A broad outline on the

History of Botanical Studies in Saudi Arabia.







History of Taxonomy

                  Among the Arab writers, A.H.Dinawari (895 A.D.) in his book "Kitab al Nabat", had given a comprehensive knowledge of the agriculture and medicinal practices of the Bedouins. His book was one of the standard works of those years for lexicologists, ethnobotanists, etc. Other known collectors who lived from tenth to fourteenth centuries, such as Istakhri (915-919 A.D.), Idrisi (11153 A.D.), A.Al-Fida (1331 A.D.) have also written about Arabian plants. Subsequently several Muslim travelers and plant collectors visited the country over a period of 500 years or so and studied the vegetation of Arabian Peninsula, with special emphasis on the study of medicinal plants. Their findings have been depicted in various books and reports.

                    Serious interest in the flora of Arabia (Arabia Felix) had started during the time of Peher Forsskal (1736-1763). During his stay in the southern parts of the Arabian Peninsula, he had collected a significant number of plants both from Yemen and Jizan Region. Some of these plants were described as new in the posthumous publication "Flora Aegyptiaca-Arabica" by Niebuhr (1775). This was the only source for Botanical studies during the late eighteenth and early nineteenth centuries. Later in 1825, Ehrenberg visited some of the Red Sea Islands, mainly to study microorganisms. However, none of the collectors (including Ehrenberg-1820-26, Aucher-Eloy-1830, Kotschy and Schimper-1836, Anderson-1859, Pelley 1865, Balfour-1880, Schweinfurth-1888, Deflers-1893) had left any extensive notes, which depicts the collection records from any region north of Sa'dah in Yemen. In 1833, J.R. Wellsted traveled along the southern coast of Arabia and collected some plants. E. Combes nad M.O. Tamisier, towards the middle of the 19th century, accompanied an Egyptian expedition team to the mountains of Asir. Their records were published in the "Voyage en Abssinie et 1` Arabie" in 1851. The early part of the twentieth century had witnessed the activities of a few collectors such as Musil-1909 and Philby-1917. E. Blatter (1919-1936) compiled most of the major and minor collections of the previous visitors and published a detailed checklist of the wild plants of Arabia (Flora Arabica).

Cover page of the Forsskal's book  (1775)

During and after the transformation from a loose tribal confederation to a more organized monarchial state in 1936, the development of science in Saudi Arabia, particularly in matters associated with wild plants had progressed in a steady manner.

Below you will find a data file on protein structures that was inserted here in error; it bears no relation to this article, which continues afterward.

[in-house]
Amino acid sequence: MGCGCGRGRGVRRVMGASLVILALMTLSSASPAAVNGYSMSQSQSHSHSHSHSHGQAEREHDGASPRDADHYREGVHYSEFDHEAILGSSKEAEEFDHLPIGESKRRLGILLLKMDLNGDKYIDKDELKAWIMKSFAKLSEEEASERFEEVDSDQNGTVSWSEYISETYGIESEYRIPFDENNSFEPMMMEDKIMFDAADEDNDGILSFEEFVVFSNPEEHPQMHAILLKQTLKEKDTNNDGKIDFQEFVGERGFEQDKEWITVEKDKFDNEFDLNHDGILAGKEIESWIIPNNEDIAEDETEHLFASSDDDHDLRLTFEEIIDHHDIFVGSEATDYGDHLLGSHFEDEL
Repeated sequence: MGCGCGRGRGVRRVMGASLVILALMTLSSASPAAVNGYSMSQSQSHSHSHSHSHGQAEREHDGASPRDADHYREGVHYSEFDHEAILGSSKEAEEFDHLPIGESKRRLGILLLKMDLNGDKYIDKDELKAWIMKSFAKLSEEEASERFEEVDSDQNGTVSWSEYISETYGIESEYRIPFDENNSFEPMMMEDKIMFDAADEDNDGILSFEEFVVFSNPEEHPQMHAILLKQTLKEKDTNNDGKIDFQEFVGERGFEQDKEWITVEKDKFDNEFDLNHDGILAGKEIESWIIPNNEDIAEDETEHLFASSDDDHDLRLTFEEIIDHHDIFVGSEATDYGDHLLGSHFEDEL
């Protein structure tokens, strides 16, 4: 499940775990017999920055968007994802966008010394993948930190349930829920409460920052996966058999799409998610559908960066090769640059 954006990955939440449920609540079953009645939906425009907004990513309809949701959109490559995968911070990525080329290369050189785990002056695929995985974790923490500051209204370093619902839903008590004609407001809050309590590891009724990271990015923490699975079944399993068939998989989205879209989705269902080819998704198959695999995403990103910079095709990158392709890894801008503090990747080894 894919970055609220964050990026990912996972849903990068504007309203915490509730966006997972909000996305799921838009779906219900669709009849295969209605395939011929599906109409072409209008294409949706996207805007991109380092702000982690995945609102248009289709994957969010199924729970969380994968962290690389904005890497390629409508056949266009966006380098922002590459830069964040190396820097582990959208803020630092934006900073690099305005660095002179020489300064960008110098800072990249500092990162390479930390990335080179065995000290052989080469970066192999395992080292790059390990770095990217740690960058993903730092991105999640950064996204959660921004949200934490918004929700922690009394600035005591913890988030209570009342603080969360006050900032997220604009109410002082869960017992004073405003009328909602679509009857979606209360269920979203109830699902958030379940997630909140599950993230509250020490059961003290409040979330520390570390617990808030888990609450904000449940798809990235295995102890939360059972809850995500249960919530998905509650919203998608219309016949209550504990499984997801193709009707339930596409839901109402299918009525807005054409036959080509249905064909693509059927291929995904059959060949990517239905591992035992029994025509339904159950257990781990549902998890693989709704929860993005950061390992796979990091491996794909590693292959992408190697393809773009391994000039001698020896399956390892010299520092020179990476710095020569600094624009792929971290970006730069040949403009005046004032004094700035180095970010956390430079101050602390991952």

The collections of DeMarco (DeMarco & Dinelli, 1974), as part of the work of Italconsult Company for the survey of Agriculture Development, and Mandaville (Saudi Aramco during 1960's) were also remarkable. These collections were deposited in the British Herbaria. In the second half of the previous century plant collection activities were intensified by the active support of University staff such as  A.M. Migahid,    A.El-Sheikh, U. Bairele, P. Kong, H.M. Hassan, H.A. Abulfatih, etc. Most of these collections are deposited in the Herbarium (KSU) of Botany & Microbiology, King Saud University, Riyadh. As a result of these collections, the first edition of the Flora of Saudi Arabia by Migahid and Hammouda appeared in 1974 and the subsequent second and third editions by Migahid in 1978 and 1988-1990 respectively. Despite all these collections, the intensity of the explorations by various scientists in this region remains unabated.

A large number of publications have also been appeared in the past two decades, featuring the ecology and flora of the south-western region. Due to these intense collections and subsequent studies on plants, the number of species belonging to Saudi Arabia has increased many folds, some of which were new to science.


             Among the plant collections in Saudi Arabia, it is worth mentioning the name of S. Collenette (1972-1999) as she had contributed quite a lot to the present knowledge of our flora. Most of her collections are deposited in the Royal Botanic Gardens (E), Edinburgh and RBG, Kew (K), a set of which is also deposited at the National Herbarium (RIY) of the Ministry of Agriculture. Apart from the above collections, large and small contributions of various scientists, conservationists and students have also been deposited in various herbaria.

            Among the new collections deposited in various herbaria, the collections of S. Chaudhary and Jacob Thomas (Herbarium-RIY, Ministry of Agriculture), Ahmed Alfarhan and Jacob Thomas (Herbarium-  KSU, King Saud University), T.Al-Turki (Herbarium -MUZ, King Abdulaziz City for Science and Technology) are worth mentioning.

Text written and managed by Dr. Jacob Thomas Pandalayil, Herbarium (KSU), King Saud University, Riyadh, Saudi Arabia.